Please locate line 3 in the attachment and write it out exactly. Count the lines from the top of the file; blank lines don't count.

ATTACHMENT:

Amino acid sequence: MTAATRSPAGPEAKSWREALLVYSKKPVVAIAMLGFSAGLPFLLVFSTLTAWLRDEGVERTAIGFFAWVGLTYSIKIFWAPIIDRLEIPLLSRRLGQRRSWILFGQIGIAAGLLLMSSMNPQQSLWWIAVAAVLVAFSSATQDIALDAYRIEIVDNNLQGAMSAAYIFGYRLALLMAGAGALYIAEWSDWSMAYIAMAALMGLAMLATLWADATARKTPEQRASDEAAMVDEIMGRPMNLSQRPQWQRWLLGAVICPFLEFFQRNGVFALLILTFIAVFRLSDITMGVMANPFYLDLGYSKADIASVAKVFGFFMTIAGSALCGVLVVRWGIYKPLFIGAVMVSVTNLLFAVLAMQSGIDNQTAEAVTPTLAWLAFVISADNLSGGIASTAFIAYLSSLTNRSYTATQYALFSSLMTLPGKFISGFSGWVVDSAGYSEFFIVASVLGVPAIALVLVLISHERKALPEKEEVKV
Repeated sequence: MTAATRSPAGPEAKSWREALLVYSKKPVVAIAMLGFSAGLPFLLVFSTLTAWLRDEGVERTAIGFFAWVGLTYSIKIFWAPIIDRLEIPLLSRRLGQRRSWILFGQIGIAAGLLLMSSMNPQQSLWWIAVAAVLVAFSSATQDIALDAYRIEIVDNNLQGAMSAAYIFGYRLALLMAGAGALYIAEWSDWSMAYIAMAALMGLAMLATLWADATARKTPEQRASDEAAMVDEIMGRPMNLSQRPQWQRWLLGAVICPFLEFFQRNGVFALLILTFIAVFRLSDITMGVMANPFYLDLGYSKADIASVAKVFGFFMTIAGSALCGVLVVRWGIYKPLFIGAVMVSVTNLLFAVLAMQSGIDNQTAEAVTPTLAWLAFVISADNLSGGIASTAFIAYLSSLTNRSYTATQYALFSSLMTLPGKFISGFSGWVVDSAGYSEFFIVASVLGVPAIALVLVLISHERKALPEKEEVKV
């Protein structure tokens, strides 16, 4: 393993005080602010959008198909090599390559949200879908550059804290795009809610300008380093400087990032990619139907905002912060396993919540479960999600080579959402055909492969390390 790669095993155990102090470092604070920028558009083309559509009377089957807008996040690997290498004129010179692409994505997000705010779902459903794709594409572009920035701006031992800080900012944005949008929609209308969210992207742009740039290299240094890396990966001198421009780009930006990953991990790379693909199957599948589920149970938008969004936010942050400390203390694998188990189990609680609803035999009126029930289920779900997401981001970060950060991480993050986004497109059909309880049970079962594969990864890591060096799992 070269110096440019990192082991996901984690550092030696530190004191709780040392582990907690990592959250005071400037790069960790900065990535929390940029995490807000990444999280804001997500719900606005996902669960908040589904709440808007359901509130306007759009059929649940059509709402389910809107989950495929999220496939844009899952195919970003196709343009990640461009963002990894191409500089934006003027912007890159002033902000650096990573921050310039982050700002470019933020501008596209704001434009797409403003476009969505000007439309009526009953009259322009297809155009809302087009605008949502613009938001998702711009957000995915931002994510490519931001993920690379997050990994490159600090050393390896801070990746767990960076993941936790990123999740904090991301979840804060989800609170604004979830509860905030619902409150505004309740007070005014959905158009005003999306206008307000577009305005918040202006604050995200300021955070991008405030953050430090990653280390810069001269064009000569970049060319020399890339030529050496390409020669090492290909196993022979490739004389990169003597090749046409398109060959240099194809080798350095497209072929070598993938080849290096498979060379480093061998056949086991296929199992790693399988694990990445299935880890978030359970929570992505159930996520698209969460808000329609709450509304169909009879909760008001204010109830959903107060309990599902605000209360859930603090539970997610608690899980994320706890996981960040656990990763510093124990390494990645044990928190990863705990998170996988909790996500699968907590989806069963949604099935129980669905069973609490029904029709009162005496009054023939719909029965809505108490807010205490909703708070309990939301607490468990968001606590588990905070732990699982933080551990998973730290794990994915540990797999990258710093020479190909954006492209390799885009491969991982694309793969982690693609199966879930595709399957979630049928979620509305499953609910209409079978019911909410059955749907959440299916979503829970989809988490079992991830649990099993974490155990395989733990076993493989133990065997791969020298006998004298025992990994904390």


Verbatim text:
């Protein structure tokens, strides 16, 4: 393993005080602010959008198909090599390559949200879908550059804290795009809610300008380093400087990032990619139907905002912060396993919540479960999600080579959402055909492969390390 790669095993155990102090470092604070920028558009083309559509009377089957807008996040690997290498004129010179692409994505997000705010779902459903794709594409572009920035701006031992800080900012944005949008929609209308969210992207742009740039290299240094890396990966001198421009780009930006990953991990790379693909199957599948589920149970938008969004936010942050400390203390694998188990189990609680609803035999009126029930289920779900997401981001970060950060991480993050986004497109059909309880049970079962594969990864890591060096799992 070269110096440019990192082991996901984690550092030696530190004191709780040392582990907690990592959250005071400037790069960790900065990535929390940029995490807000990444999280804001997500719900606005996902669960908040589904709440808007359901509130306007759009059929649940059509709402389910809107989950495929999220496939844009899952195919970003196709343009990640461009963002990894191409500089934006003027912007890159002033902000650096990573921050310039982050700002470019933020501008596209704001434009797409403003476009969505000007439309009526009953009259322009297809155009809302087009605008949502613009938001998702711009957000995915931002994510490519931001993920690379997050990994490159600090050393390896801070990746767990960076993941936790990123999740904090991301979840804060989800609170604004979830509860905030619902409150505004309740007070005014959905158009005003999306206008307000577009305005918040202006604050995200300021955070991008405030953050430090990653280390810069001269064009000569970049060319020399890339030529050496390409020669090492290909196993022979490739004389990169003597090749046409398109060959240099194809080798350095497209072929070598993938080849290096498979060379480093061998056949086991296929199992790693399988694990990445299935880890978030359970929570992505159930996520698209969460808000329609709450509304169909009879909760008001204010109830959903107060309990599902605000209360859930603090539970997610608690899980994320706890996981960040656990990763510093124990390494990645044990928190990863705990998170996988909790996500699968907590989806069963949604099935129980669905069973609490029904029709009162005496009054023939719909029965809505108490807010205490909703708070309990939301607490468990968001606590588990905070732990699982933080551990998973730290794990994915540990797999990258710093020479190909954006492209390799885009491969991982694309793969982690693609199966879930595709399957979630049928979620509305499953609910209409079978019911909410059955749907959440299916979503829970989809988490079992991830649990099993974490155990395989733990076993493989133990065997791969020298006998004298025992990994904390």